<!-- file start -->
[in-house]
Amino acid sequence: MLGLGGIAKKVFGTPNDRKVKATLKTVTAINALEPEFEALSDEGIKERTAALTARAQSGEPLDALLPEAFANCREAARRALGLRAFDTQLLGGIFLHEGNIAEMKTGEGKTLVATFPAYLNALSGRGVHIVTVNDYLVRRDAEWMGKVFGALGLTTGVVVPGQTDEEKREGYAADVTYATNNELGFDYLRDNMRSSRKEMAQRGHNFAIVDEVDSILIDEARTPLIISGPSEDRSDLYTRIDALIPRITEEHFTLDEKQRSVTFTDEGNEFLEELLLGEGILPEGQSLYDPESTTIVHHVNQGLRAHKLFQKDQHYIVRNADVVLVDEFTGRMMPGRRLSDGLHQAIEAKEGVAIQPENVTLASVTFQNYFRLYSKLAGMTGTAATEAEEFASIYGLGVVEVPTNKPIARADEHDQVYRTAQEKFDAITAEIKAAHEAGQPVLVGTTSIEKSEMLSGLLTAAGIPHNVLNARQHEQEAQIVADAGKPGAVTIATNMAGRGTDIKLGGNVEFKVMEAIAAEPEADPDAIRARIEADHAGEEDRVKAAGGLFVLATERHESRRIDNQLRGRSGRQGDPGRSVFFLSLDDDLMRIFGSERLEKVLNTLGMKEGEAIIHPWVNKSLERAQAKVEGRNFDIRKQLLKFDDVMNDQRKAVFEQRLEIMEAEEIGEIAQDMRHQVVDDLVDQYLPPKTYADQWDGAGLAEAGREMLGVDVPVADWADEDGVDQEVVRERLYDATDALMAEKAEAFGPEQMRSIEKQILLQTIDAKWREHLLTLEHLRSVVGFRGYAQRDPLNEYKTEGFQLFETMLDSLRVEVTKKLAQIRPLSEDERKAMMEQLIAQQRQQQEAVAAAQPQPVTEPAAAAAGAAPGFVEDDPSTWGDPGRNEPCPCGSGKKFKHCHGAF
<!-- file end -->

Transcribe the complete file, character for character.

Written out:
[in-house]
Amino acid sequence: MLGLGGIAKKVFGTPNDRKVKATLKTVTAINALEPEFEALSDEGIKERTAALTARAQSGEPLDALLPEAFANCREAARRALGLRAFDTQLLGGIFLHEGNIAEMKTGEGKTLVATFPAYLNALSGRGVHIVTVNDYLVRRDAEWMGKVFGALGLTTGVVVPGQTDEEKREGYAADVTYATNNELGFDYLRDNMRSSRKEMAQRGHNFAIVDEVDSILIDEARTPLIISGPSEDRSDLYTRIDALIPRITEEHFTLDEKQRSVTFTDEGNEFLEELLLGEGILPEGQSLYDPESTTIVHHVNQGLRAHKLFQKDQHYIVRNADVVLVDEFTGRMMPGRRLSDGLHQAIEAKEGVAIQPENVTLASVTFQNYFRLYSKLAGMTGTAATEAEEFASIYGLGVVEVPTNKPIARADEHDQVYRTAQEKFDAITAEIKAAHEAGQPVLVGTTSIEKSEMLSGLLTAAGIPHNVLNARQHEQEAQIVADAGKPGAVTIATNMAGRGTDIKLGGNVEFKVMEAIAAEPEADPDAIRARIEADHAGEEDRVKAAGGLFVLATERHESRRIDNQLRGRSGRQGDPGRSVFFLSLDDDLMRIFGSERLEKVLNTLGMKEGEAIIHPWVNKSLERAQAKVEGRNFDIRKQLLKFDDVMNDQRKAVFEQRLEIMEAEEIGEIAQDMRHQVVDDLVDQYLPPKTYADQWDGAGLAEAGREMLGVDVPVADWADEDGVDQEVVRERLYDATDALMAEKAEAFGPEQMRSIEKQILLQTIDAKWREHLLTLEHLRSVVGFRGYAQRDPLNEYKTEGFQLFETMLDSLRVEVTKKLAQIRPLSEDERKAMMEQLIAQQRQQQEAVAAAQPQPVTEPAAAAAGAAPGFVEDDPSTWGDPGRNEPCPCGSGKKFKHCHGAF